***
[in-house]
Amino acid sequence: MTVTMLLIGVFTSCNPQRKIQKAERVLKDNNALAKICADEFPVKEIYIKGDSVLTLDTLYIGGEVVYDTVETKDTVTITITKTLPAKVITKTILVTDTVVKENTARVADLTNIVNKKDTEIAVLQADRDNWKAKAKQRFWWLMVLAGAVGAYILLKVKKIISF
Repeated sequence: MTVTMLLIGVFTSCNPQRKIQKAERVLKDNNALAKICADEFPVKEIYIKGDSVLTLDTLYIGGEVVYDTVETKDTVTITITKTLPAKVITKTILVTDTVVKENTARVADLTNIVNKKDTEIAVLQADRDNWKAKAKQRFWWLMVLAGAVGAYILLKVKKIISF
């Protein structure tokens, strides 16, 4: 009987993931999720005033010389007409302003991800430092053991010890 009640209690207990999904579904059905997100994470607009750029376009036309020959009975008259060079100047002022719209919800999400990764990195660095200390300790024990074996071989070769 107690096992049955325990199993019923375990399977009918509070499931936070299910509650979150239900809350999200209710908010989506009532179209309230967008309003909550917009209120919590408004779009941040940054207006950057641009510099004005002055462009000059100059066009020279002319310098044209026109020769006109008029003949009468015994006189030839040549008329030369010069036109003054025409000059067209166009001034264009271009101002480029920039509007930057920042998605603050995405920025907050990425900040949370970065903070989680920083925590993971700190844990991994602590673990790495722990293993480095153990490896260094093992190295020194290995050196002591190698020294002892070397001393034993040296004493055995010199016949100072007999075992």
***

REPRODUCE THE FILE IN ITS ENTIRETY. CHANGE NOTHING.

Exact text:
[in-house]
Amino acid sequence: MTVTMLLIGVFTSCNPQRKIQKAERVLKDNNALAKICADEFPVKEIYIKGDSVLTLDTLYIGGEVVYDTVETKDTVTITITKTLPAKVITKTILVTDTVVKENTARVADLTNIVNKKDTEIAVLQADRDNWKAKAKQRFWWLMVLAGAVGAYILLKVKKIISF
Repeated sequence: MTVTMLLIGVFTSCNPQRKIQKAERVLKDNNALAKICADEFPVKEIYIKGDSVLTLDTLYIGGEVVYDTVETKDTVTITITKTLPAKVITKTILVTDTVVKENTARVADLTNIVNKKDTEIAVLQADRDNWKAKAKQRFWWLMVLAGAVGAYILLKVKKIISF
């Protein structure tokens, strides 16, 4: 009987993931999720005033010389007409302003991800430092053991010890 009640209690207990999904579904059905997100994470607009750029376009036309020959009975008259060079100047002022719209919800999400990764990195660095200390300790024990074996071989070769 107690096992049955325990199993019923375990399977009918509070499931936070299910509650979150239900809350999200209710908010989506009532179209309230967008309003909550917009209120919590408004779009941040940054207006950057641009510099004005002055462009000059100059066009020279002319310098044209026109020769006109008029003949009468015994006189030839040549008329030369010069036109003054025409000059067209166009001034264009271009101002480029920039509007930057920042998605603050995405920025907050990425900040949370970065903070989680920083925590993971700190844990991994602590673990790495722990293993480095153990490896260094093992190295020194290995050196002591190698020294002892070397001393034993040296004493055995010199016949100072007999075992």